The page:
Classes are offered at The Center for Adult Education in Warwick, RI.
DNP Director: Sharon L. Stager, DNP, RN, FNP-BC
Accredited by the New England Association of Schools and Colleges (NEASC).
About the Program
The Doctorate of Nursing Practice (DNP) is designed for nurses seeking a terminal degree in nursing. There are two pathways to complete the DNP. The first is the BSN-DNP and the second is a post Master’s of Science in Nursing (MSN) for Advanced Practice Registered Nurses (APRNs). The curriculum provides clinical preparation for becoming a Family Nurse Practitioner (FNP) and educates nurses in evidence-based practice, quality improvement and systems thinking, and leadership. Graduates may seek leadership roles as advanced practice nurses, managers of quality initiatives, executives in health care organizations, directors of clinical programs and faculty responsible for clinical program delivery and clinical teaching.
The first pathway is the BSN-DNP program requiring 78 credits. The BSN-DNP student receives a Master’s of Science in Nursing after completing 48 credits and 600 clinical hours. The student is prepared to sit for a nationally accredited FNP exam. Students progress into the DNP course work with a Systems/Leadership focus. The second pathway is the Post-Master’s DNP requiring 30 credits. Individuals who have graduated with an Advanced Practice registered Nurse (APRN) degree from another institution, may apply to the post master’s portion of the program. The post master’s includes 15 credits of scholarly project work and a Systems/Leadership focus. Both pathways of the program are offered in the evenings at our Center for Adult Education in Warwick. Classes are taught in a hybrid/blended format with a combination of online and in-class meetings.
In the BSN-DNP pathway, students completing 48 credits (including 600 hours of clinical work) will be prepared to:
1. With Certification, students will be able to assume the role of the advanced practice nurse to provide independent and collaborative health care based on evidence, scientific knowledge, and science based theory
2. Demonstrate leadership skills and culturally appropriate decision making throughout the continuum of an advance practice nurse.
3. Incorporate continuous quality improvement within their healthcare practice and organization of employment to achieve safe and effective, quality patient care.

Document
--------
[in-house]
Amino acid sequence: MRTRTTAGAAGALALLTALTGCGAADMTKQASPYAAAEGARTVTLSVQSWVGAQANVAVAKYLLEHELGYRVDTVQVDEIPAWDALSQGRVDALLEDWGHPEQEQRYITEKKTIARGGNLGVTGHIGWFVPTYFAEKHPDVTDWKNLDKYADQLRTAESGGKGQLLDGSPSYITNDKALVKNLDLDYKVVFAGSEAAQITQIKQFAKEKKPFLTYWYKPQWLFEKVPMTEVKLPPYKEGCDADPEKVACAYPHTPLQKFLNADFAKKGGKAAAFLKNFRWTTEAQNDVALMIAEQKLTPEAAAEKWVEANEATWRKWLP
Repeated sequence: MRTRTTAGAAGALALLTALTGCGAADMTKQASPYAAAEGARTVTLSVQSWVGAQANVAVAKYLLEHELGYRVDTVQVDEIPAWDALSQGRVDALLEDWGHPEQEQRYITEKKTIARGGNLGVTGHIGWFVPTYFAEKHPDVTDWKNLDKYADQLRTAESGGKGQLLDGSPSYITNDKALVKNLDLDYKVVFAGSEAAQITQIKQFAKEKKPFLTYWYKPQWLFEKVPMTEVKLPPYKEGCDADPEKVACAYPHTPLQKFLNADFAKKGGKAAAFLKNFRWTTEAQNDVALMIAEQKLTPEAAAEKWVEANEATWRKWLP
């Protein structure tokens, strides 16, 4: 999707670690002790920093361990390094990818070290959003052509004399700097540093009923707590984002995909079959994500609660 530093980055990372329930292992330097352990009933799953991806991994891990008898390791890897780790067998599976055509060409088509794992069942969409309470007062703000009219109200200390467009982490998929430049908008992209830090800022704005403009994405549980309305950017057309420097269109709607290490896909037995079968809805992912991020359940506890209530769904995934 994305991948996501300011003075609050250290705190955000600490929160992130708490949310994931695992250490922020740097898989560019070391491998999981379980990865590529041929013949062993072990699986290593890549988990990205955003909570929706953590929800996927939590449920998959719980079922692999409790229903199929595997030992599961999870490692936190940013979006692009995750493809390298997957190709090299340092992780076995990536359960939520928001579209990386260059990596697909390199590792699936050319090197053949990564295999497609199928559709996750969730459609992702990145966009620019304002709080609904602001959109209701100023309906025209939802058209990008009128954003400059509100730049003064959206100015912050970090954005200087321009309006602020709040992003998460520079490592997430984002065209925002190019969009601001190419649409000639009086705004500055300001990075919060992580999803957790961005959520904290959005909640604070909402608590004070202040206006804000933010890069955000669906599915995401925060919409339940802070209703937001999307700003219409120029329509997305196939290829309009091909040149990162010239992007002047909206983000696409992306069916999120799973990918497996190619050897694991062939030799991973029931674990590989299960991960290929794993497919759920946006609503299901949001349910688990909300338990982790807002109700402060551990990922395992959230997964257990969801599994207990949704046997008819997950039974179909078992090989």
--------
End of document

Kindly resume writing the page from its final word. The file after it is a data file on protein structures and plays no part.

4. Demonstrate proficiency within the healthcare technologies to provide quality patient care as a integral part of the healthcare team based on evidence-based care.
In both the BSN-DNP and the Post Masters pathways, students will graduate with a DNP with a Systems Leadership focus. At the completion of the 30 credits (including 15 credits in scholarly project development), graduates will be prepared to:
1. Demonstrate organizational and system leadership to improve the quality of health care for persons.
2. Design, implement, and evaluate strategies to address the environmental influences of culture, economics, ethics, law, policy, politics, society, and technology on health outcomes.
3. Engage in the processes of critical thinking, communication, change, and lifelong learning as an advanced practice nurse.
Academic advising in the DNP program is conducted by the Director of the program as well as the Chair of the Department. Students are eligible for full admission into the BSN-DNP Program when they have successfully completed advanced pathophysiology, advanced physical assessment and advanced pharmacology.
Nursing Liability Insurance
It is strongly suggested that in connection with the clinical practice component of the nursing program, all students in the BSN-DNP program, beginning with their first clinical course, secure professional liability insurance in addition to that provided by the University.
Students may be admitted to the Doctorate of Nursing Practice program for one semester on conditional status. If requirements for unconditional admission are not met after one semester, the student cannot progress. DNP students meet the admission, progression, and graduation requirements of the University Graduate Catalog. No more than 9 transfer credits can be applied to program requirements.
Policy for Readmission
DNP students who leave in good academic standing may resume enrollment in the program within two years after taking their first course by enrolling in courses required to complete the degree requirements. If a DNP student is on leave from the program for 3-5 years, the completed coursework will be reviewed on an individualized basis. Completion will be determined by the Chair of the Department of Nursing or Director based on the courses taken, the current information needed for advanced nursing practice, and student experience. Student remediation may be part of this individualized program. Students who have left the DNP program in good academic standing and wish to re-enroll in the program five years or more after taking their first course in the graduate program will have their transcripts reviewed on an individual basis. Readmission to the program may require retaking courses and/or remediation. In addition to the Department of Nursing policy for readmission, all DNP students must follow the readmission procedures for the Graduate School.
Students must have successfully completed a course in statistics with a minimum grade of “B” from an accredited university.